• The quarterly edition of Meanjin. (Meanjin )Source: Meanjin
Australian literary magazine Meanjin has come under fire for scrawling over the Indigenous title of the publication to make way for a #metoo hashtag.
Sarah Malik

5 Jun 2018 - 12:07 PM  UPDATED 6 Jun 2018 - 12:44 PM

It was supposed to be a clever and creative magazine cover promoting a feature on the #metoo movement in Australia.

But the Australian literary magazine Meanjin has attracted controversy for all the wrong reasons, coming under fire for scrawling over the Indigenous title of the publication to make way for a #metoo hashtag promoting a feature article by feminist writer Clementine Ford.

Journalist Amy McQuire, a Darumbal woman from central Queensland, pointed out how 'weird' it was for the publication to cross out the title of the publication - the word in the Turrbal language for the land where Brisbane is located.  

Meanjin editor Jonathan Green swiftly responded to the criticism, apologising for the 'blindness' of the choice of cover design. 

“As Amy McQuire and others have pointed out, there is a problem with the cover of Meanjin’s winter edition,” Mr Green said in a statement on the Meanjin website.

“This blindness to the subtext of obliterating the word Meanjin with the hashtag #MeToo was mine. I wanted to give the most arresting treatment I could … I was wrong to do it.”

Mr Green acknowledged the error was compounded by the origins of the #MeToo movement, created a decade ago by American woman of colour Tarana Burke, saying, “...in an Australian context, where violence against Indigenous women should be a source of national soul searching, anger and concern, the casual obliteration of a proud Indigenous word with the hashtag of a movement dominated latterly by white women was a gesture of unthinking clumsiness," he said.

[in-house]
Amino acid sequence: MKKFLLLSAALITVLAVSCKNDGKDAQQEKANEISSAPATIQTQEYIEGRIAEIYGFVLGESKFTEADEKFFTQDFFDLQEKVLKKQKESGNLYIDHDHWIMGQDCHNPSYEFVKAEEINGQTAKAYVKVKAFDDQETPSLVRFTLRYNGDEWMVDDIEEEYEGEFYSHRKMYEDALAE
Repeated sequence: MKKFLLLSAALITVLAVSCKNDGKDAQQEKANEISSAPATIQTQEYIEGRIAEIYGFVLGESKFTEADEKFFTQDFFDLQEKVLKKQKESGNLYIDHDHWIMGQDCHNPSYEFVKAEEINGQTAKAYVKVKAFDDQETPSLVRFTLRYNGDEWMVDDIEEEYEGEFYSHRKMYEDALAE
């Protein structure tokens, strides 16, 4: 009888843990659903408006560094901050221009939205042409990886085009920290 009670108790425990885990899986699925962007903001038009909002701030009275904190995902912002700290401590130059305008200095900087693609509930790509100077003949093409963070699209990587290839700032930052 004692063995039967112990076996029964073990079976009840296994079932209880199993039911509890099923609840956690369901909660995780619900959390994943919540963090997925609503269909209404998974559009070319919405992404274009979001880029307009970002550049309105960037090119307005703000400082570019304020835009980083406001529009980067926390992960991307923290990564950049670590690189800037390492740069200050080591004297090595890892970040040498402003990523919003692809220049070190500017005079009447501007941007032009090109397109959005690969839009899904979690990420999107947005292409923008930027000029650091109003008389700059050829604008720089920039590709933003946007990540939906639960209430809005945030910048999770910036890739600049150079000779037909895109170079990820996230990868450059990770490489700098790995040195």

“I should, therefore, have known better. We work with words: the power of this erasure should not have been lost on us.”

The controversy comes as the internet opens up critique of mainstream media, with a greater interrogation around questions of diversity and power in the journalism, art and entertainment industries, as well as within progressive feminist movements. 

Karen Wyld, an Aboriginal writer of Martu descent, said the whiteout was symbolic of 'white feminism on black country'. 

Australian author Anna Spargo-Ryan, who is also featured in the magazine, issued a joint apology with writer Clementine Ford saying they were ashamed at failing to spot a problem with the cover when it first went to press, and promised to donate their fees from the articles to services for Indigenous women.

"We also acknowledge the bitter irony of such an erasure occurring in an issue that explores a movement already widely criticised for prioritising white women and our stories," they said in joint statement posted on Twitter. 

"This was a massive fail on our part and it's simply unacceptable that we needed to rely on the work of Aboriginal women to realise this." 

The Oscars got the diversity memo with this year's nominees
The Academy has moved on from the #OscarsSoWhite and #OscarsSoMale controversy of 2016 with these six nominations.
This new festival will celebrate Australia’s literary diversity
“Australian publishing is at the forefront of diverse storytelling,” says Lebanese Australian YA author Sarah Ayoub, one of the writers set to appear at the inaugural Boundless festival.